• Having an agreement in writing with an eligible exhibitor service for consideration at fair market value to have the production shown on the internet in Ontario within two years of completion; and
    • Not including certain content (e.g., opinion, advice or how-to instructions).

Productions distributed exclusively online that become eligible for these credits will also be eligible for the Ontario computer animation and special effects tax credit if they meet all other eligibility requirements. Additional information on these proposals and their effective date will be made available in the fall.

  • Review of Ontario’s film and television and production services tax credits The government has announced that it will review the regional bonus under the Ontario film and television tax credit to ensure the credit is providing effective and appropriate incentives and support for film and television productions in all regions of Ontario. In addition, the government will review the eligibility of location fees for the Ontario production services tax credit.
  • Eligibility of remote work for Ontario’s computer animation and special effects and interactive digital media tax credits The budget clarifies that eligible labour expenditures for purposes of these credits may include remote work done by employees, provided the work is undertaken in Ontario by an Ontario resident who reports to and is under the direction of an eligible tax credit applicant with a permanent establishment in Ontario.
  • Simplifying the Ontario computer animation and special effects tax credit – Currently, a film or television production must receive either the Ontario film and television tax credit or the Ontario production services tax credit to be eligible for the Ontario computer animation and special effects tax credit. The budget announced that the government will examine ways to untether the Ontario computer animation and special effects tax credit from the Ontario film and television and production services tax credits, while ensuring the tax credit remains targeted to professional productions with significant cultural or economic impact.
  • Ontario book publishing tax credit – Generally, a minimum of 500 copies of a literary work in a bound edition must be published to be eligible for this credit. Ontario temporarily waived this requirement for the 2020 and 2021 taxation years. The 2022 budget proposes to permanently remove this requirement, effective for the 2022 and later taxation years.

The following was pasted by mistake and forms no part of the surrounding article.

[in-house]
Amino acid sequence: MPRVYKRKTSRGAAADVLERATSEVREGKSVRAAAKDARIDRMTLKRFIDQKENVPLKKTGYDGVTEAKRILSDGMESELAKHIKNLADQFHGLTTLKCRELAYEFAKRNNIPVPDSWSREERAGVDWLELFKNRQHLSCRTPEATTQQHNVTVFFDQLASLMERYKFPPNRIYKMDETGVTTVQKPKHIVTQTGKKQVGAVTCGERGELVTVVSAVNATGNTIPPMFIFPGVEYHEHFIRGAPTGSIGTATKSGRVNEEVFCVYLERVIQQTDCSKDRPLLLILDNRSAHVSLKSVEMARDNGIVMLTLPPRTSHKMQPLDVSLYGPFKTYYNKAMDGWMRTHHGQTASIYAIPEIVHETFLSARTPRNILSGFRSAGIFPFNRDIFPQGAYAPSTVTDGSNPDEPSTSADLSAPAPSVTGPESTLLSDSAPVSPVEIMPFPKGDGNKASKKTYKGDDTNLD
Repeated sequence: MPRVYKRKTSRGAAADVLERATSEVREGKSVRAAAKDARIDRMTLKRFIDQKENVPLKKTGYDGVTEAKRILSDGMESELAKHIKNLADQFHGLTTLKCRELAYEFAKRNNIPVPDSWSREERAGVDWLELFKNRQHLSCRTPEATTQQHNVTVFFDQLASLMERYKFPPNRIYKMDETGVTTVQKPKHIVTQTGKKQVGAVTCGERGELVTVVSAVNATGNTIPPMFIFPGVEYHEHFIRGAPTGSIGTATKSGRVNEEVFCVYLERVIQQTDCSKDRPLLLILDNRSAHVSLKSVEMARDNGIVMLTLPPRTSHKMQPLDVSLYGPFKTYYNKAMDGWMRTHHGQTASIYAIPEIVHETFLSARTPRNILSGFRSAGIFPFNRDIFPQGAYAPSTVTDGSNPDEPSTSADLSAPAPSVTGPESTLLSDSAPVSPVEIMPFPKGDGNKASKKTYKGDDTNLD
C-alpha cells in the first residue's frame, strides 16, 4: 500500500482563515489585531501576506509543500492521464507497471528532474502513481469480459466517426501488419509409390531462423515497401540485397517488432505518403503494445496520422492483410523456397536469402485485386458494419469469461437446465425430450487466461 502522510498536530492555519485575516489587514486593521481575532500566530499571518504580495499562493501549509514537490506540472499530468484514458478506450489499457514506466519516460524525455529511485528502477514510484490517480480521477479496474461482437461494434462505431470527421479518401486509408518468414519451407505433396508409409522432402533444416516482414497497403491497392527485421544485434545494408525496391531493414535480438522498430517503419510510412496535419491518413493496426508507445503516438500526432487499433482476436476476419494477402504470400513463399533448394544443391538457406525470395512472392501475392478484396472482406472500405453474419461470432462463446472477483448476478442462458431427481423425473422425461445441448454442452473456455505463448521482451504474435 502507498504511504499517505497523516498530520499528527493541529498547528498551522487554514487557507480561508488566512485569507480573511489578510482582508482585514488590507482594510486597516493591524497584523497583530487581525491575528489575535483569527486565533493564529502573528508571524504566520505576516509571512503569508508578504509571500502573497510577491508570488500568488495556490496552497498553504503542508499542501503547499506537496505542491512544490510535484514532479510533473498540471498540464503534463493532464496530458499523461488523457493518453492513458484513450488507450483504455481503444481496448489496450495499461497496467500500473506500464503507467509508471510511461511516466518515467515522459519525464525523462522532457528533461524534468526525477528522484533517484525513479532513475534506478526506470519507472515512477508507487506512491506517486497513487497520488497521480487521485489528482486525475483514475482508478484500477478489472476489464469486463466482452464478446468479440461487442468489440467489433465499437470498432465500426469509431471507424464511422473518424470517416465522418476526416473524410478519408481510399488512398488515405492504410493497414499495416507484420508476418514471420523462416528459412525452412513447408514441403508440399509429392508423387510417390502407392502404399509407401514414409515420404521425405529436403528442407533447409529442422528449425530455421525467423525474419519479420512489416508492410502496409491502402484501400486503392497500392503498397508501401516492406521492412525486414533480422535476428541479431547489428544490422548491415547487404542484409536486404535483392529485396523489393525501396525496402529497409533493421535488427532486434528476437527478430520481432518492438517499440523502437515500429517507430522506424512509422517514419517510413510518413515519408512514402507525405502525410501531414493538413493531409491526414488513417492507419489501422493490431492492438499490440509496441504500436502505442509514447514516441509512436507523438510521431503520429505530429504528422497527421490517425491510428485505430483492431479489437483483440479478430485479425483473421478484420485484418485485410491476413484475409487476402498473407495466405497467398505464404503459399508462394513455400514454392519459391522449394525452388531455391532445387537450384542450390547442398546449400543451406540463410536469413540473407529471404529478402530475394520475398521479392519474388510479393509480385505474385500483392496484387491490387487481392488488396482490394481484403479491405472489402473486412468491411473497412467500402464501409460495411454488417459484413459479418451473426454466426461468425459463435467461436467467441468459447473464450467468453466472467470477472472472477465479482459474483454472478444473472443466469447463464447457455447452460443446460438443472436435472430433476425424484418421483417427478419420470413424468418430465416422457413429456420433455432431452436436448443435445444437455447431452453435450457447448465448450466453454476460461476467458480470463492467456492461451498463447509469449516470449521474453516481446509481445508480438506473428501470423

Personal tax

Personal income tax rates

The budget does not include any changes to personal income tax rates.

The 2022 Ontario personal tax rates are summarized in Table C.

Table C – 2022 Ontario personal income tax rates
Table C – 2022 Ontario personal income tax rates

In addition, for 2022, a 20% surtax applies to basic Ontario tax in excess of $4,991, and an additional 36% surtax applies to basic Ontario tax in excess of $6,387.

Individuals resident in Ontario on 31 December 2022 with taxable income in excess of $20,000 must pay the Ontario Health Premium. The premium ranges from nil to $900 depending on the individual’s taxable income, with the top premium being payable by individuals with taxable income in excess of $200,599.

Individuals resident in Ontario on 31 December 2022 with taxable income up to $16,230 pay no provincial income tax as a result of a low-income tax reduction. The low-income tax reduction ($257 of Ontario tax) is clawed back for income in excess of $16,230 until the reduction is eliminated, resulting in an additional 5.05% of provincial tax on income between $16,231 and $21,319.

For taxable income in excess of $155,625, the 2022 combined federal-Ontario personal income tax rates are outlined in Table D.

Table D – Combined 2022 federal and Ontario personal income tax rates